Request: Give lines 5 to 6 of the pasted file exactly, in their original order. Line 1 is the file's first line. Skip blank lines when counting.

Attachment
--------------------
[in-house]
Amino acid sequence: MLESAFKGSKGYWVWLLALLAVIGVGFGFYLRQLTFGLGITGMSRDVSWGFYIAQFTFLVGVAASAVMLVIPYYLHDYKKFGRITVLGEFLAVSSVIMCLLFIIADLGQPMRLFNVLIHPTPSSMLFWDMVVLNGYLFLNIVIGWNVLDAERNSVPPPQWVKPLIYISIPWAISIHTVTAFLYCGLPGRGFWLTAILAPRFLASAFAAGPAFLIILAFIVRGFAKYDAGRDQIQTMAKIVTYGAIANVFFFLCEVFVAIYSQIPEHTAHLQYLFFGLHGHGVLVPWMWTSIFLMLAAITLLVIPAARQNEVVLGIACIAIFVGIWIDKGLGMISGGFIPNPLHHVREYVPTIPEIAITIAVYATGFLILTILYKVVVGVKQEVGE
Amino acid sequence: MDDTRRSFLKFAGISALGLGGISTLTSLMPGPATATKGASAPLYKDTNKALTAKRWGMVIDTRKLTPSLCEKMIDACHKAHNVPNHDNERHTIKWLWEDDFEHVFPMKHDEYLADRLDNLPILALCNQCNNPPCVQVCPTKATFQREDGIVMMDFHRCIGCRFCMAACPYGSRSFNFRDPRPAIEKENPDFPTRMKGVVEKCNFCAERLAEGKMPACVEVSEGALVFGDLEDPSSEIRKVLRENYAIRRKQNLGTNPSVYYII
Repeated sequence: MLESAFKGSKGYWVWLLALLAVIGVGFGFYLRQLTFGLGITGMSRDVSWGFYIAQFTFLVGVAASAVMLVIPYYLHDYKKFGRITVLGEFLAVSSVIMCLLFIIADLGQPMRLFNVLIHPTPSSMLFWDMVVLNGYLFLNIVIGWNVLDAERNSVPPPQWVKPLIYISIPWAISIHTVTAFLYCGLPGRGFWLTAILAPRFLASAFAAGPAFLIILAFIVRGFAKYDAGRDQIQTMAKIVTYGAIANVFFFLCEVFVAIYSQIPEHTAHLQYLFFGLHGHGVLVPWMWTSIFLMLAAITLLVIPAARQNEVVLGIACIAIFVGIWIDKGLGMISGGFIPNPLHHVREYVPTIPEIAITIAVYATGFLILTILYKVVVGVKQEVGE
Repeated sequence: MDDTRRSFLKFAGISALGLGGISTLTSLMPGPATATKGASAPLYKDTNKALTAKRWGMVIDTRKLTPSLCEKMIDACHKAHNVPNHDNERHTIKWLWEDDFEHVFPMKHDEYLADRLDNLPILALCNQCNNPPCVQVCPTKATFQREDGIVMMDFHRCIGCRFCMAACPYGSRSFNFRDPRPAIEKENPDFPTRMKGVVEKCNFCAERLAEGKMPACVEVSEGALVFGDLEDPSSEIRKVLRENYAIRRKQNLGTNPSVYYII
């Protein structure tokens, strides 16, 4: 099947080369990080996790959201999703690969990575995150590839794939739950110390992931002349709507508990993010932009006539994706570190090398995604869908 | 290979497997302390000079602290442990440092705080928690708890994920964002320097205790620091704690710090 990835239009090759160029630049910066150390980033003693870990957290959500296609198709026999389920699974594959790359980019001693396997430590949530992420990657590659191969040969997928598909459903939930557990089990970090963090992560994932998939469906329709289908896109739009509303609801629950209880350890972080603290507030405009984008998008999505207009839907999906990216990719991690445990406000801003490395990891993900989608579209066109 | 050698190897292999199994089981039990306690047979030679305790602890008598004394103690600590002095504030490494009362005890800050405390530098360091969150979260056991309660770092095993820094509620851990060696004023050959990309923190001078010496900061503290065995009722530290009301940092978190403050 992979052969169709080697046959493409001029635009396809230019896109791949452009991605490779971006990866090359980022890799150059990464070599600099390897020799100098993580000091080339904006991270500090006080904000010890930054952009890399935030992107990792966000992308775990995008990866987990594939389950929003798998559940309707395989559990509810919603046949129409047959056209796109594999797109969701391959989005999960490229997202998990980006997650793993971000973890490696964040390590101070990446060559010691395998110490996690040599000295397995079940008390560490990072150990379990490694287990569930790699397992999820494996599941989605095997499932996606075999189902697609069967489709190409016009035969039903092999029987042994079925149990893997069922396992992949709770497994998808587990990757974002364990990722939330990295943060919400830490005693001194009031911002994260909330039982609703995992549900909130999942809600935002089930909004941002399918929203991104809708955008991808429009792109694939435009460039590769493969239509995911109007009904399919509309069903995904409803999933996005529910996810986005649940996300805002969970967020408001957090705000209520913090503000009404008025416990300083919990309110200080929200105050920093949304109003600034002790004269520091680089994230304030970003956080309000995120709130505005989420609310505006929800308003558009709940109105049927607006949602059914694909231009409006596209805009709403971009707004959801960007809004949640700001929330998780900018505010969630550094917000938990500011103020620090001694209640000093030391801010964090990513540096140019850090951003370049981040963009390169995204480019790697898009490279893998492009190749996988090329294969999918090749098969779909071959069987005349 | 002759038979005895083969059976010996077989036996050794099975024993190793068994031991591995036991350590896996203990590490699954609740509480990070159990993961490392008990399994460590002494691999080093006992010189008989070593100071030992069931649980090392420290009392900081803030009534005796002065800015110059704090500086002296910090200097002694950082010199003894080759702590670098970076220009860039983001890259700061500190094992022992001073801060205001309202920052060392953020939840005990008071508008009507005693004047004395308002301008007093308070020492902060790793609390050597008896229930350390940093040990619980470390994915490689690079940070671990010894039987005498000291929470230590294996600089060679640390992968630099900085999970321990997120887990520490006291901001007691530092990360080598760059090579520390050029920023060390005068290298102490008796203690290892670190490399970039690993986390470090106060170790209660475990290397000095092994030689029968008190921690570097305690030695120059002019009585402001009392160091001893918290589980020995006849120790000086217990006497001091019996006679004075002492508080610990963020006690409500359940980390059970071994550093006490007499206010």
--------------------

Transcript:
Repeated sequence: MDDTRRSFLKFAGISALGLGGISTLTSLMPGPATATKGASAPLYKDTNKALTAKRWGMVIDTRKLTPSLCEKMIDACHKAHNVPNHDNERHTIKWLWEDDFEHVFPMKHDEYLADRLDNLPILALCNQCNNPPCVQVCPTKATFQREDGIVMMDFHRCIGCRFCMAACPYGSRSFNFRDPRPAIEKENPDFPTRMKGVVEKCNFCAERLAEGKMPACVEVSEGALVFGDLEDPSSEIRKVLRENYAIRRKQNLGTNPSVYYII
């Protein structure tokens, strides 16, 4: 099947080369990080996790959201999703690969990575995150590839794939739950110390992931002349709507508990993010932009006539994706570190090398995604869908 | 290979497997302390000079602290442990440092705080928690708890994920964002320097205790620091704690710090 990835239009090759160029630049910066150390980033003693870990957290959500296609198709026999389920699974594959790359980019001693396997430590949530992420990657590659191969040969997928598909459903939930557990089990970090963090992560994932998939469906329709289908896109739009509303609801629950209880350890972080603290507030405009984008998008999505207009839907999906990216990719991690445990406000801003490395990891993900989608579209066109 | 050698190897292999199994089981039990306690047979030679305790602890008598004394103690600590002095504030490494009362005890800050405390530098360091969150979260056991309660770092095993820094509620851990060696004023050959990309923190001078010496900061503290065995009722530290009301940092978190403050 992979052969169709080697046959493409001029635009396809230019896109791949452009991605490779971006990866090359980022890799150059990464070599600099390897020799100098993580000091080339904006991270500090006080904000010890930054952009890399935030992107990792966000992308775990995008990866987990594939389950929003798998559940309707395989559990509810919603046949129409047959056209796109594999797109969701391959989005999960490229997202998990980006997650793993971000973890490696964040390590101070990446060559010691395998110490996690040599000295397995079940008390560490990072150990379990490694287990569930790699397992999820494996599941989605095997499932996606075999189902697609069967489709190409016009035969039903092999029987042994079925149990893997069922396992992949709770497994998808587990990757974002364990990722939330990295943060919400830490005693001194009031911002994260909330039982609703995992549900909130999942809600935002089930909004941002399918929203991104809708955008991808429009792109694939435009460039590769493969239509995911109007009904399919509309069903995904409803999933996005529910996810986005649940996300805002969970967020408001957090705000209520913090503000009404008025416990300083919990309110200080929200105050920093949304109003600034002790004269520091680089994230304030970003956080309000995120709130505005989420609310505006929800308003558009709940109105049927607006949602059914694909231009409006596209805009709403971009707004959801960007809004949640700001929330998780900018505010969630550094917000938990500011103020620090001694209640000093030391801010964090990513540096140019850090951003370049981040963009390169995204480019790697898009490279893998492009190749996988090329294969999918090749098969779909071959069987005349 | 002759038979005895083969059976010996077989036996050794099975024993190793068994031991591995036991350590896996203990590490699954609740509480990070159990993961490392008990399994460590002494691999080093006992010189008989070593100071030992069931649980090392420290009392900081803030009534005796002065800015110059704090500086002296910090200097002694950082010199003894080759702590670098970076220009860039983001890259700061500190094992022992001073801060205001309202920052060392953020939840005990008071508008009507005693004047004395308002301008007093308070020492902060790793609390050597008896229930350390940093040990619980470390994915490689690079940070671990010894039987005498000291929470230590294996600089060679640390992968630099900085999970321990997120887990520490006291901001007691530092990360080598760059090579520390050029920023060390005068290298102490008796203690290892670190490399970039690993986390470090106060170790209660475990290397000095092994030689029968008190921690570097305690030695120059002019009585402001009392160091001893918290589980020995006849120790000086217990006497001091019996006679004075002492508080610990963020006690409500359940980390059970071994550093006490007499206010």